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Business Succesion Planning

Posted Monday, December 9, 2013 by Michael A. Larson

alt textMy practice is concentrated on business and real estate transactions with an emphasis on estate planning. Keeping an eye on personal financial goals while selling businesses, investing in real estate, forming partnerships and corporations and other endeavors is an attractive concept, because it incorporates a perspective on personal financial goals in connection with today’s business dealings. Because death or disability in and of itself is a more remote concern than today’s transaction, it is harder to engage in longer term business succession planning. In my experience, this planning for what might be considered a remote future event can be as important if not more important than the business or real estate opportunity that looms today.

The unexpected loss of a business owner or leader can have a lethal impact on a business. Often the spouse and family are not involved in the business. The business owner or leader has a world of knowledge essential to the success of the business and the sudden loss of that person can leave a business floundering. When this loss occurs, employees may come to work without direction, a lack of leadership emerges or the spouse or family member attempts to lead the team without the knowledge to do so, and opportunities and contacts with key business vendors and customers may be suddenly lost, are among many examples of the casualties of this situation. These events are not only crushing emotional losses, these events can lead to a financial loss as well. This can be compounded when an estate plan equally divides the estate, and family members jostle to control what they consider attractive assets, leaving the business and its employees struggling for clear direction.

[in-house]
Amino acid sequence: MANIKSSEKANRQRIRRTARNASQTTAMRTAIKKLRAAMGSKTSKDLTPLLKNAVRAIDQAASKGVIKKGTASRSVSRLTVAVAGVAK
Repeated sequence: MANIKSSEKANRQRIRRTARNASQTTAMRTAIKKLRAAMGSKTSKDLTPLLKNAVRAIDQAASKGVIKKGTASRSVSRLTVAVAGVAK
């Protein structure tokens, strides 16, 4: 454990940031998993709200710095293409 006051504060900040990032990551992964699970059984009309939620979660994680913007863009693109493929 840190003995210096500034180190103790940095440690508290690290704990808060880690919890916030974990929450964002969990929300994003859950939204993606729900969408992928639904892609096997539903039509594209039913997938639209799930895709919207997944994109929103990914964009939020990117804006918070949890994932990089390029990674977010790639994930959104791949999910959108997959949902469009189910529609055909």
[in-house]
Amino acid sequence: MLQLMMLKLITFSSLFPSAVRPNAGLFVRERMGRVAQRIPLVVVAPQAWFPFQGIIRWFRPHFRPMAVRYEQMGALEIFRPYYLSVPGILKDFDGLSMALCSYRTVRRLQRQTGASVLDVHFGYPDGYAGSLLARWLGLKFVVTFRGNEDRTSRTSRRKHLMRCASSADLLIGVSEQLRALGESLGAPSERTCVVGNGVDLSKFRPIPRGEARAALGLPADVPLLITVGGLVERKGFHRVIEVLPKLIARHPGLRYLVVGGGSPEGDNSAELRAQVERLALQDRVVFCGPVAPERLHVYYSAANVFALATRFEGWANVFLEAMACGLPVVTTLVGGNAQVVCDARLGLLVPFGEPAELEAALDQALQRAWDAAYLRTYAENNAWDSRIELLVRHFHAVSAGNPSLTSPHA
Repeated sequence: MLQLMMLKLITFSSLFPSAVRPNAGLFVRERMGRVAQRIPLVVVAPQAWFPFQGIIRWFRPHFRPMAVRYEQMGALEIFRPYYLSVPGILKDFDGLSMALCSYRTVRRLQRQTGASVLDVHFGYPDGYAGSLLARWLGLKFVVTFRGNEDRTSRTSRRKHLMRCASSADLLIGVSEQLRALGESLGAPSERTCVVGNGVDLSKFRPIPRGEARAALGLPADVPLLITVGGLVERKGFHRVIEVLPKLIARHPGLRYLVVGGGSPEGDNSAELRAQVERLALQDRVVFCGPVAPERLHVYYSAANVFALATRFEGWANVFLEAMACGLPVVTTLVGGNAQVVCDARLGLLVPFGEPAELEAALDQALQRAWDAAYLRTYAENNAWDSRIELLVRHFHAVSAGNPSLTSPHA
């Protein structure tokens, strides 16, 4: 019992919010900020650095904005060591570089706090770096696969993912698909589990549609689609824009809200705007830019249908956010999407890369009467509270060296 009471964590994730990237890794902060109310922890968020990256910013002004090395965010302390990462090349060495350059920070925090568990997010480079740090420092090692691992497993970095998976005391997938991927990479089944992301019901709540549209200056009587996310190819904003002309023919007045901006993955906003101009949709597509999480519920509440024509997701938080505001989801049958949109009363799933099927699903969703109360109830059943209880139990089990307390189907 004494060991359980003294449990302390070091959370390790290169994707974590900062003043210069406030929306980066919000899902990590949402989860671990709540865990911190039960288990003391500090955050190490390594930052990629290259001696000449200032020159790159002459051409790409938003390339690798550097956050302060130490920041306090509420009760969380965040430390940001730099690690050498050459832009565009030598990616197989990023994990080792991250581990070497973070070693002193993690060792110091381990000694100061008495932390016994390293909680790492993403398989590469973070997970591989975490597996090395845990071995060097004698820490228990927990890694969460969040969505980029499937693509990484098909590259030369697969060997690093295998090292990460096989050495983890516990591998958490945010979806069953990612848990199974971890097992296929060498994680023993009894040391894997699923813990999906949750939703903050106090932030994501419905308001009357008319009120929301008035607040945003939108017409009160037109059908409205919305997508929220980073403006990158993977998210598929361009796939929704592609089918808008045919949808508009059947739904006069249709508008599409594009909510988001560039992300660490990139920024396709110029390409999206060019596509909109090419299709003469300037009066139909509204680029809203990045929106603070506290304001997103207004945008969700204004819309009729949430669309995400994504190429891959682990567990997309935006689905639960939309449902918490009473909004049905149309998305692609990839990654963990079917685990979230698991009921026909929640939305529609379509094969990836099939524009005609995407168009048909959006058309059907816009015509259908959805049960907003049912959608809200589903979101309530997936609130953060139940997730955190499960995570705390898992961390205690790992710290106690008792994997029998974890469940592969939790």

Life insurance or savings to hire an experienced manager or consultants increases the chances of a successful transaction. Detailed thinking and putting a plan in place to run the business after the loss of an owner or leader can ensure this business or real estate asset will continue to be successful.

The succession plan should include a discussion with the family and key employees about the succession process. Company documents should include a clear succession plan. If an employee has an interest and capability to buy the business from the owner, a shareholder’s or owner’s agreement can be implemented to guide the process. An effort should be made to determine which family members are capable or interested in running the business. If they are not, they should be made aware of the key people in the business that will be apart of the succession plan. Then to avoid confusion or a change of intention by family members or other heirs, those plans should be incorporated specifically in the estate plan.

An operational summary should be developed to establish procedures, identify essential business information and assets, provide information on essential contacts and perhaps even provide sources for passwords to unlock electronic information that our world is increasingly dependent upon.

Establishing a business succession plan can be difficult considering the need to deal with everyday business opportunities and challenges. I encourage my clients to put business succession planning on their to-do lists. For those that encounter this situation unprepared, spouses and families will be extremely grateful that a succession plan was established.

DISCLAIMER: This blog is not legal advice. This site and any information contained herein are intended for informational purposes only and should not be construed as legal advice under any circumstances, nor should it be construed as creating an attorney-client relationship. The information on this blog is a general statement of the law and may not be up to date, accurate or applicable to your specific circumstances. Prior success in litigation is not an indication of future results; each case is unique and past results cannot predict future outcomes.

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of vital or central importance; crucial